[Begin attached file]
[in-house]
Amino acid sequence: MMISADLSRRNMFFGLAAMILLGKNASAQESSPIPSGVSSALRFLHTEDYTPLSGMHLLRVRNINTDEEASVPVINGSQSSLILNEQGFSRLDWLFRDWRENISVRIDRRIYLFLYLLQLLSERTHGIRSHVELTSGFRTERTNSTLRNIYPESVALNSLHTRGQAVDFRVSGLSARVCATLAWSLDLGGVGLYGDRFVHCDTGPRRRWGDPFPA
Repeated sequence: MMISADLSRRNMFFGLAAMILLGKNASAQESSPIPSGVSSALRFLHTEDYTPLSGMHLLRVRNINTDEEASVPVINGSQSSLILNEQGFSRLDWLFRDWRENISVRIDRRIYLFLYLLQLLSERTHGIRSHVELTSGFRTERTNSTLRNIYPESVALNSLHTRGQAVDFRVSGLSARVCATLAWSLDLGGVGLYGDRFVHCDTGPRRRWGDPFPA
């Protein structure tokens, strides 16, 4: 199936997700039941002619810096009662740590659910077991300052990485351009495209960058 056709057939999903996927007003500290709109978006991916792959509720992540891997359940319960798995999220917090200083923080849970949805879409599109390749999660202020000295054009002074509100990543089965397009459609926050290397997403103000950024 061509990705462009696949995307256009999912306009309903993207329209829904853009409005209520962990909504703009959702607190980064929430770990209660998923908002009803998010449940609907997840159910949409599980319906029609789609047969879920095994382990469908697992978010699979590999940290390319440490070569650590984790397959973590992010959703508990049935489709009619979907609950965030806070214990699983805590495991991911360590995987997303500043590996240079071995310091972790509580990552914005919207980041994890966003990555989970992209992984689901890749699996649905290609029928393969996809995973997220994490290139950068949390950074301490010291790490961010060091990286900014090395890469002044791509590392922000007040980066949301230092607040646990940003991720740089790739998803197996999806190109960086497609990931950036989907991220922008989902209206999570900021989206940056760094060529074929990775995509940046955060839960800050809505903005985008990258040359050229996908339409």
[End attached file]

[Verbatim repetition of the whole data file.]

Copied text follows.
[in-house]
Amino acid sequence: MMISADLSRRNMFFGLAAMILLGKNASAQESSPIPSGVSSALRFLHTEDYTPLSGMHLLRVRNINTDEEASVPVINGSQSSLILNEQGFSRLDWLFRDWRENISVRIDRRIYLFLYLLQLLSERTHGIRSHVELTSGFRTERTNSTLRNIYPESVALNSLHTRGQAVDFRVSGLSARVCATLAWSLDLGGVGLYGDRFVHCDTGPRRRWGDPFPA
Repeated sequence: MMISADLSRRNMFFGLAAMILLGKNASAQESSPIPSGVSSALRFLHTEDYTPLSGMHLLRVRNINTDEEASVPVINGSQSSLILNEQGFSRLDWLFRDWRENISVRIDRRIYLFLYLLQLLSERTHGIRSHVELTSGFRTERTNSTLRNIYPESVALNSLHTRGQAVDFRVSGLSARVCATLAWSLDLGGVGLYGDRFVHCDTGPRRRWGDPFPA
């Protein structure tokens, strides 16, 4: 199936997700039941002619810096009662740590659910077991300052990485351009495209960058 056709057939999903996927007003500290709109978006991916792959509720992540891997359940319960798995999220917090200083923080849970949805879409599109390749999660202020000295054009002074509100990543089965397009459609926050290397997403103000950024 061509990705462009696949995307256009999912306009309903993207329209829904853009409005209520962990909504703009959702607190980064929430770990209660998923908002009803998010449940609907997840159910949409599980319906029609789609047969879920095994382990469908697992978010699979590999940290390319440490070569650590984790397959973590992010959703508990049935489709009619979907609950965030806070214990699983805590495991991911360590995987997303500043590996240079071995310091972790509580990552914005919207980041994890966003990555989970992209992984689901890749699996649905290609029928393969996809995973997220994490290139950068949390950074301490010291790490961010060091990286900014090395890469002044791509590392922000007040980066949301230092607040646990940003991720740089790739998803197996999806190109960086497609990931950036989907991220922008989902209206999570900021989206940056760094060529074929990775995509940046955060839960800050809505903005985008990258040359050229996908339409």